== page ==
Small footprint, small price. The 2020 Chevrolet Trax is the brand’s bite-size crossover, here to win over the hearts of urban drivers who still want a utility vehicle. It fits that mission reasonably well.

A taller ride height gives a better view of the road, but the short wheelbase lets the Trax fight into tight spaces. This same wheelbase makes it less stable on the highways, but the same is true of many smaller vehicles.

One of the Trax’s strongest assets is its equally diminutive price. A base model starts just past $22,000, which is approachable for a crossover. All-wheel drive is a $1,500 addition, which means that the Trax checks in under $24,000 even with all-weather capability.

Tall, but short on power. The Trax’s tall profile gives it a few advantages in the practicality department. Some drivers will appreciate the taller entry height, and more will enjoy the 18.7 cubic feet of cargo space behind the seats.

That’s good for the class, although it still can’t quite match the capacities of the Kia Soul or Nissan Kicks. Fold the Trax’s seats, and capacity expands to 48.4 cubic feet.

Utility ends with the powertrain, however. All Trax models are powered by a 1.4-liter turbocharged engine making an anemic 138 horsepower. It’s just enough for around-town driving, but it’s not helped by an outdated six-speed automatic transmission.

The lack of power would be more forgivable if the Trax were an efficiency star, but it isn’t. The EPA-estimated figure of 28 miles per gallon combined is decent, but it’s bested by the Kia Soul, Toyota C-HR, and Mazda CX-3.

Chevy Trax

Short on tech, too. Souring the picture further is the Trax’s lack of safety tech. Blind-spot monitoring and lane departure warning are available, but automatic emergency braking isn't available.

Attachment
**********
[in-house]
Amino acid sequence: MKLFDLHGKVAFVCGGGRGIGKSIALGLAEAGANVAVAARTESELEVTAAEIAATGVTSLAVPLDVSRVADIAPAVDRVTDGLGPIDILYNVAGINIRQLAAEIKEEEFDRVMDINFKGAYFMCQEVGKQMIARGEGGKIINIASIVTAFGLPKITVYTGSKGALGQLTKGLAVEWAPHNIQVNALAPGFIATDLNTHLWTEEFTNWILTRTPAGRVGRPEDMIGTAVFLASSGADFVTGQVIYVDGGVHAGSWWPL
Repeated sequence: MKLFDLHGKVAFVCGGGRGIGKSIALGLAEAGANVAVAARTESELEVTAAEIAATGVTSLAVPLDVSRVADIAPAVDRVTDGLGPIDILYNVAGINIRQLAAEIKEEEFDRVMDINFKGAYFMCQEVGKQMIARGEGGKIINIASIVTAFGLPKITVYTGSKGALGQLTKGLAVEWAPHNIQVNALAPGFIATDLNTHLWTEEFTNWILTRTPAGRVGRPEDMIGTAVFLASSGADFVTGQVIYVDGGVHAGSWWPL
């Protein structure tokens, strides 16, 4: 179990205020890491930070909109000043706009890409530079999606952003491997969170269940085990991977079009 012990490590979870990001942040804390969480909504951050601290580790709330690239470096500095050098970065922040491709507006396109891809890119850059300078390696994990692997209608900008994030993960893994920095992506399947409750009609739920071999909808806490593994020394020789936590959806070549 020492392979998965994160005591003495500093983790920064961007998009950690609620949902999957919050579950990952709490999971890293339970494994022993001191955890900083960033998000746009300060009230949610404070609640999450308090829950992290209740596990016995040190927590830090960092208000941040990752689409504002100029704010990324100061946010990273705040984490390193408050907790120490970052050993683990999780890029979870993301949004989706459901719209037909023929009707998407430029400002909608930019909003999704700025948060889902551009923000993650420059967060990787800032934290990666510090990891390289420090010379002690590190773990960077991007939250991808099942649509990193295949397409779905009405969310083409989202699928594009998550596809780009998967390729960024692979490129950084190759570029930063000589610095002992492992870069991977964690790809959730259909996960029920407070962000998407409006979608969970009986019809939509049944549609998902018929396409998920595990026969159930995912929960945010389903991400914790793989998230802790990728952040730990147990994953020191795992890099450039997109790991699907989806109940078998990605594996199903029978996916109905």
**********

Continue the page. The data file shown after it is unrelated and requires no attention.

As this tech becomes increasingly common, omitting it looks like more of an error, especially for safety-oriented crossover buyers. Competitors like the Nissan Kicks and Mazda CX-3 do come with automatic emergency braking.

Searching for value. With a sparsely equipped base model, the Trax makes its value proposition a difficult matter. Getting alloy wheels, cruise control, and nicer interior materials requires stepping up to at least the LT trim, a $1,900 bump.

Even that feels basic, but the top Premier trim pushes close to $30,000. For that money, larger cars will come with many of the same features (synthetic upholstery, a sunroof) included.

This means that the Trax’s best value is likely in the base LS trim, which limits its appeal somewhat. For value-minded urban buyers, the Trax may be worth a look. But with rivals like the Mazda CX-3 and Nissan Kicks starting even cheaper, the Chevy may be outmaneuvered even on price.

Final thoughts. The 2020 Chevy Trax isn’t all bad, but it’s also not the easiest vehicle to like. The base trim is plain, but upper trims get expensive. It’s down on power without superlative efficiency, and it’s behind the times on available safety gear.

Even worse, the competition in this class is getting fiercer. With polished rivals on the market, the Trax is hard to wholeheartedly recommend.

Check prices for the 2020 Chevy Trax»